Moving from a microscopic scale to a colossal one, the final chapter in this section considers how drone footage, increasingly used to document climate change, may challenge ideas of what it means to mourn. Katherine Groo argues that aerial perspectives, often shown on a loop, bring viewers into contact with a kind of planetary death-in-process that is immense and incomprehensible. Building loosely on Roland Barthes’s Camera Lucida, Groo contrasts the instantaneous temporal break experienced when looking at a still photographic image of the dead, the sense of a thing “that has been,” with the slow undoing of environmental disaster. She sees repetitive viewings of climate-change drone footage as a form of mourning in a different, ambivalent “time” (86). At moments, this comparison recalls the anthropologist Renato Rosaldo’s concept of imperialist nostalgia: the colonizers mourn for what they have destroyed. Groo does not cite Rosaldo, but she should. His work on postcolonial theory has been absorbed by the field of ecocriticism, which it prefigures.
The second section of the book, “Cinema of Expedition,” collects discrete studies of key figures in the history of what the editors cleverly call “pith hat” films. The term refers to the natural and geographical adventure films produced as early as 1914, when John Ernest Williamson’s invention of an air-tight, pressurized underwater camera booth made it possible to shoot footage under the ocean. This definition extends to include the “Traveltalks” of the 1930s and 1940s, narrated by MGM’s “Voice of the Globe,” James Fitzpatrick. The contributors to this section use primary sources to offer thorough accounts of men who spent their professional lives working in the expedition-film mode. Vinzenz Hediger writes on the scientist Hans Hass, an Austrian contemporary of Jacques Cousteau, whose diving films explore the ocean as “the last great unexplored part of the world.” Hediger identifies the early formation of the now-ubiquitous “entertainment-zoological complex.”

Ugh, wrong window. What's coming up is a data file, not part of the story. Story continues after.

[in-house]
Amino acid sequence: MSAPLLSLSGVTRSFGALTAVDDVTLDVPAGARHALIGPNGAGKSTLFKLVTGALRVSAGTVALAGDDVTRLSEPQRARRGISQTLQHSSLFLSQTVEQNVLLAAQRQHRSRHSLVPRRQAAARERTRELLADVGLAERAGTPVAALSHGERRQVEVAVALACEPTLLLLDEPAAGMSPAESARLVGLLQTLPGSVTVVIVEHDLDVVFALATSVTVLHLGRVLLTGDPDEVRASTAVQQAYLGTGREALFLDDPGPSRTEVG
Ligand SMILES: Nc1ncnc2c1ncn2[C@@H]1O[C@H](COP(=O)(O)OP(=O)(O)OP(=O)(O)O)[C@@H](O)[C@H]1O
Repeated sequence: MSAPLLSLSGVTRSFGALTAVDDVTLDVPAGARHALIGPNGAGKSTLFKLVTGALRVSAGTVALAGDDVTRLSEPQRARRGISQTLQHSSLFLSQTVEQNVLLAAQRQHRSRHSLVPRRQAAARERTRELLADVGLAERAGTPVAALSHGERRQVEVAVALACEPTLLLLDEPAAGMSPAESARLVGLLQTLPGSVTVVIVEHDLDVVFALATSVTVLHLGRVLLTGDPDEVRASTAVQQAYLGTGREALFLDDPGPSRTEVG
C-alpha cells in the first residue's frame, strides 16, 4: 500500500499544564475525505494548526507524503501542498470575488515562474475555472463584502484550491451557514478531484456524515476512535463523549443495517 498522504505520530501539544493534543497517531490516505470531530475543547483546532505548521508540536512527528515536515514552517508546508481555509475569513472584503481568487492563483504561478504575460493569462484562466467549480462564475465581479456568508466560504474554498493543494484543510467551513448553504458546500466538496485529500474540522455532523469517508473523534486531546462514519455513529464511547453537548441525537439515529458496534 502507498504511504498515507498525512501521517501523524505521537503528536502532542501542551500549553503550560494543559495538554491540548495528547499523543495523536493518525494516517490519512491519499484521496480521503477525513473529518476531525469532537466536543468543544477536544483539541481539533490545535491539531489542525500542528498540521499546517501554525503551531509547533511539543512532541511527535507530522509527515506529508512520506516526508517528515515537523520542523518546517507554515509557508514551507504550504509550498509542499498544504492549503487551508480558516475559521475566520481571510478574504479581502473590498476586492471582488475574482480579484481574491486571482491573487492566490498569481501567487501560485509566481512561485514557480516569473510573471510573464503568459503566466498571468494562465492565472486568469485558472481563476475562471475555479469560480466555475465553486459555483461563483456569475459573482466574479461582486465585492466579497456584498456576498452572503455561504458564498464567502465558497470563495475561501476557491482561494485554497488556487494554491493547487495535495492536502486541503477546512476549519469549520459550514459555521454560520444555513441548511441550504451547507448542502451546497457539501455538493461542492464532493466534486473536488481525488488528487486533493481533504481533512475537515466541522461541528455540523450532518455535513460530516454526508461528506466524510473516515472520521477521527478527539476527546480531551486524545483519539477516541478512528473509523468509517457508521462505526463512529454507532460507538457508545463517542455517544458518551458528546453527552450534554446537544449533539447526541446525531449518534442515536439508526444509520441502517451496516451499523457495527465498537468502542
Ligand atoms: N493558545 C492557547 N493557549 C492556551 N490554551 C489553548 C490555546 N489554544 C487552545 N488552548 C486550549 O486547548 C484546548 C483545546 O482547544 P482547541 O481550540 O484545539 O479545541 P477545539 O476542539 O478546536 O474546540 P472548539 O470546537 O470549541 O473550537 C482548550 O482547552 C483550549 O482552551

One especially imaginative chapter is Inga Pollmann’s “Environmental Aesthetics: Tracing a Latent Image from Early Safari Film to Contemporary Art Cinema.” It begins with Alfred Machin’s hunting and safari films, made in the first decade of the last century and financed by Pathé. Pollmann argues that the representation of wild nature upsets human agency in a way that infuses the milieu with mood. The dread in these films is far more enthralling than the kill, even though full visibility of the animal is really possible only once it’s dead.
Following Pollmann, several chapters in the book’s third section, titled “Narratives of Exploration,” are focused on aesthetics, offering text-based investigations of films by auteurs. Nora M. Alter, for example, contributes a close analysis of the sound in Chris Marker’s Cuban films, ¡Cuba Si! (1961) and The Battle of Ten Millions (1970). She breaks down the means by which his dialectical editing functioned to highlight the information and disinformation campaigns of the revolution’s early days. In ¡Cuba Si!, this involves alternating between footage of Cuban and mainstream Western media. Alter explains how Marker’s highly intentional use of Latin music works to amplify feelings of urgency, authenticity, and euphoria, and contrasts this with the muted sound design of The Battle of Ten Millions almost a decade later, noting the tones of skepticism in Marker’s handling of the “battle” (Castro’s failed 1970 campaign to harvest ten million tons of sugar cane). Though it appears in the book’s previous section, Ling Zhang’s chapter on the Chinese actor-director Zheng Junli’s documentary Long Live the Nation (1943) also explores the implications of sound design in travel documentary. Zhang’s essay casts new light on an anti-imperialist film largely unknown in the West.
Michelangelo Antonioni made a series of diaristic journey films on his travels through Asia, including Chung Kuo, Cina (1972), Kumbha Mela 1977 (1989), and Japan 1984—7 Betacam Tapes (1985). In Marco Dalla Gassa’s account, these films were intermittently dismissed or affirmed, depending on whether the auteurist stamp of Antonioni was invoked, offering an interesting view of their reception and afterlife.
These chapters shed light on lesser-known works by cinema’s most beloved Marxist-leaning artists, though they would benefit from a deeper critical engagement with both exploration and the auteur theory. How is one’s scrutiny and understanding of these films fundamentally altered because of their authorship, and what are the implications of auteurism as applied to documentary?